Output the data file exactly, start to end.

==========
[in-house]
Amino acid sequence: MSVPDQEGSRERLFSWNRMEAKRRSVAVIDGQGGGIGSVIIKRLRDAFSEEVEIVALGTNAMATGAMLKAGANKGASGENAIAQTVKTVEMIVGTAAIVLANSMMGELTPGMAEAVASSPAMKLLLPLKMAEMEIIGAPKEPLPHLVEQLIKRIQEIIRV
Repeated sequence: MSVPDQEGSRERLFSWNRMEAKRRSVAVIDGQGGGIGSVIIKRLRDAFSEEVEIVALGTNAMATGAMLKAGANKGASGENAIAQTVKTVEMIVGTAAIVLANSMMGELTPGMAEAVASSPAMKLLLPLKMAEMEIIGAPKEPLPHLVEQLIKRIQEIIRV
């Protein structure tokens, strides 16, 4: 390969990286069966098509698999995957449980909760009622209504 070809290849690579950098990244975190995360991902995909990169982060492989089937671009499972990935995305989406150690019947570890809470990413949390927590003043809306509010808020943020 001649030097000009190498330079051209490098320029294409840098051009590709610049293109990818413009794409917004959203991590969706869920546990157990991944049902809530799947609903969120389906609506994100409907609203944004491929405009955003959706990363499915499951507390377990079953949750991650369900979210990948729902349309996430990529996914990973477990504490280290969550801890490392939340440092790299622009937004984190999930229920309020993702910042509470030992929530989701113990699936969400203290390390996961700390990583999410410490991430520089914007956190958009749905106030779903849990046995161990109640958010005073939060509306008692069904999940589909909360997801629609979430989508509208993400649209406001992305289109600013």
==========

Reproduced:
[in-house]
Amino acid sequence: MSVPDQEGSRERLFSWNRMEAKRRSVAVIDGQGGGIGSVIIKRLRDAFSEEVEIVALGTNAMATGAMLKAGANKGASGENAIAQTVKTVEMIVGTAAIVLANSMMGELTPGMAEAVASSPAMKLLLPLKMAEMEIIGAPKEPLPHLVEQLIKRIQEIIRV
Repeated sequence: MSVPDQEGSRERLFSWNRMEAKRRSVAVIDGQGGGIGSVIIKRLRDAFSEEVEIVALGTNAMATGAMLKAGANKGASGENAIAQTVKTVEMIVGTAAIVLANSMMGELTPGMAEAVASSPAMKLLLPLKMAEMEIIGAPKEPLPHLVEQLIKRIQEIIRV
């Protein structure tokens, strides 16, 4: 390969990286069966098509698999995957449980909760009622209504 070809290849690579950098990244975190995360991902995909990169982060492989089937671009499972990935995305989406150690019947570890809470990413949390927590003043809306509010808020943020 001649030097000009190498330079051209490098320029294409840098051009590709610049293109990818413009794409917004959203991590969706869920546990157990991944049902809530799947609903969120389906609506994100409907609203944004491929405009955003959706990363499915499951507390377990079953949750991650369900979210990948729902349309996430990529996914990973477990504490280290969550801890490392939340440092790299622009937004984190999930229920309020993702910042509470030992929530989701113990699936969400203290390390996961700390990583999410410490991430520089914007956190958009749905106030779903849990046995161990109640958010005073939060509306008692069904999940589909909360997801629609979430989508509208993400649209406001992305289109600013």